Typhoon Koppu smashes into the Philippines

Fears storm system may linger for days, causing widespread havoc as it dumps up to 1,000mm of rain on areas of Luzon.

    Typhoon Koppu smashes into the Philippines
    Thousands of people have been displaced as the typhoon hit the northern Philippines [Aaron Favila/AP]

    Powerful Typhoon Koppu has hit the northern Philippines, battering the coast with powerful winds that have killed at least three people and displaced more than 16,000, according to the national disaster agency. 

    The storm hit the main Philippines island of Luzon, where it flattened homes and brought down bridges and trees on Sunday. Forecasters warned that the storm could last up to three days. 

    A 14-year-old boy died in the capital Manila when his house was hit by a fallen tree, according to Inquirer Radio. Two other deaths occurred in the northern province of Nueva Ecija, according to Governor Aurelio Umali who was cited by ABS-CBN television station.

    The Philippine social welfare ministry said that more than 16,000 people were forced to flee their homes.

    "The situation is very difficult for many communities who are trapped at the moment," said Al Jazeera's Jamela Alindogan, reporting from Nueva Ecija province. She added that the death toll may rise when authorities are able to access these areas.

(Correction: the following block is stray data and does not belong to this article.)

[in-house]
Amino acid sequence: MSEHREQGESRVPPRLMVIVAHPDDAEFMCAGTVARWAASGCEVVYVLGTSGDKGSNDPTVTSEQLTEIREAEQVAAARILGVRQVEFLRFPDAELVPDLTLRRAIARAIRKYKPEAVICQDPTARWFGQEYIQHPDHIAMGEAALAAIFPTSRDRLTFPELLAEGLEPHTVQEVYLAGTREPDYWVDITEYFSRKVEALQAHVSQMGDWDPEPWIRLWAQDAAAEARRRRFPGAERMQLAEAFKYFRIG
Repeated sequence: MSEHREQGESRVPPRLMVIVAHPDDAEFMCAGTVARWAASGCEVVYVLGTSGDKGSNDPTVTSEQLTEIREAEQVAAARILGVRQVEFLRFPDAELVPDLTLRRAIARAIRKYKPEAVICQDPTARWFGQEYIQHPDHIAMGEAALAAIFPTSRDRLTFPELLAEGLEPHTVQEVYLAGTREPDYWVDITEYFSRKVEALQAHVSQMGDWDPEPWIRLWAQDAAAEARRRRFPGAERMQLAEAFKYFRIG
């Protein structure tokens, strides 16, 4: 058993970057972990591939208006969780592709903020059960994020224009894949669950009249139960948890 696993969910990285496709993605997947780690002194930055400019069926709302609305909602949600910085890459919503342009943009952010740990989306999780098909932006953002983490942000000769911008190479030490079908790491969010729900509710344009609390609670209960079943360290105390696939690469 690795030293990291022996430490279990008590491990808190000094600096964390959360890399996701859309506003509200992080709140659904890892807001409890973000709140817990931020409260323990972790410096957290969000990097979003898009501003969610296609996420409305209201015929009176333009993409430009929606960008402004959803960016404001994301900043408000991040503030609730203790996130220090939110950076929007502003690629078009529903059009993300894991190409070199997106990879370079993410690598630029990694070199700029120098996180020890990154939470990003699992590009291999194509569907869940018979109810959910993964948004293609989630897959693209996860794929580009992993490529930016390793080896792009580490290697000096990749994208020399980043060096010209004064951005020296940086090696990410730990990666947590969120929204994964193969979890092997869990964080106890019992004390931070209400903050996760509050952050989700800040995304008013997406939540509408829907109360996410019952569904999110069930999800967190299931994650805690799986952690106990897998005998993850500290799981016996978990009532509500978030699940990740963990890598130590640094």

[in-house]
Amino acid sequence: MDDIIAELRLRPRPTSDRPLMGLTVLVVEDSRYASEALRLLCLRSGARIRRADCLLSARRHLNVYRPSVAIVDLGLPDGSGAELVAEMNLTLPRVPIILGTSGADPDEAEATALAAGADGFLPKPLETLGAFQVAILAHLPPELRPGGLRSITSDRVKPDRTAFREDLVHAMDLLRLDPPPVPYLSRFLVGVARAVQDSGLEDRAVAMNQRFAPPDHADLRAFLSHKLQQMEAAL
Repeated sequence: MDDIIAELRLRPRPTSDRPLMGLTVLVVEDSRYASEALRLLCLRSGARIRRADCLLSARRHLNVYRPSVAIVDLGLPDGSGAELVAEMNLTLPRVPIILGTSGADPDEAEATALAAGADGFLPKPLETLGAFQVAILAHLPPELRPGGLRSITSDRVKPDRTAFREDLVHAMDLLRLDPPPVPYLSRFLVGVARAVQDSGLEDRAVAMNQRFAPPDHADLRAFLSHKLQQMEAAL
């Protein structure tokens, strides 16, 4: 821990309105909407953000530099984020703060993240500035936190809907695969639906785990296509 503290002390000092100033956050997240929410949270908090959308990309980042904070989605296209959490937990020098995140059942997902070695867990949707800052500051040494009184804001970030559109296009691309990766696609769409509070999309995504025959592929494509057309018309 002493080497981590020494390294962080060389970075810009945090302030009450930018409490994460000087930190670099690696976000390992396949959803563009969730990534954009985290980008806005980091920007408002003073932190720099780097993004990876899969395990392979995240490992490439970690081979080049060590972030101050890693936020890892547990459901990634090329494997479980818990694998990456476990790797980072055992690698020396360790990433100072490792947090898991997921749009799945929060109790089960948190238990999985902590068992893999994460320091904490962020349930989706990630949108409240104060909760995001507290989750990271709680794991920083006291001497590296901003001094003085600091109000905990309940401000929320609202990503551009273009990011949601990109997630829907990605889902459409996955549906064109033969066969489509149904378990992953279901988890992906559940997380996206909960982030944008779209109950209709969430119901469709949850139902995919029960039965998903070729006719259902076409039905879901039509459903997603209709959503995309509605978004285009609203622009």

"There is a lot of worry about security and safety." 

    The eye of Koppu struck the remote coastal town of Casiguran, 215km northeast of Manila early morning on Sunday, with gusts of up to 210km/h, the state weather service said.

    Flights have been cancelled and there are widespread power outages across the region as electricity cables snapped due to the powerful winds. 

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    "It is nearly stationary... We hope it will leave the country soon," Alexander Pama, head of the government's National Disaster Risk Reduction Council, said over DZBB radio.

    Local radio stations said the typhoon downed trees and power pylons in Aurora province including Casiguran, as well as nearby Isabela province, and that power was cut in those areas.

    Pama said landslides and overflowing rivers caused by intense rains dumped by Koppu had cut several roads across the region, made up of mountainous areas with farmland along river valleys.

    Because of another nearby weather system, officials fear the typhoon could linger for days on the main island of Luzon, home to about half the country's 100 million people.

    Al Jazeera meteorologist Richard Angwin said the storm had the potential to dump a huge amount of rain.

    "Koppu will become very slow moving after making landfall. It is expected to maintain its circulation, albeit as a weaker tropical storm, for the following 48 to 60 hours," Angwin said.


    READ MORE: Typhoon Koppu bears down on Philippines


    "This will allow huge amounts of rain to fall. Computer models predict accumulations of 600mm across quite a wide area of central northern Luzon.

    "Over the more mountainous areas, that total could rise to 900 to 1,000mm. For comparison, London has an annual rainfall total of just under 600mm."

    Although the storm will not directly hit Manila, the weather service has warned it is so huge that even the southern regions were likely to be affected by strong winds and rain.

    The Philippines is hit by an average of 20 storms each year, many of them deadly.

    SOURCE: Al Jazeera And AFP


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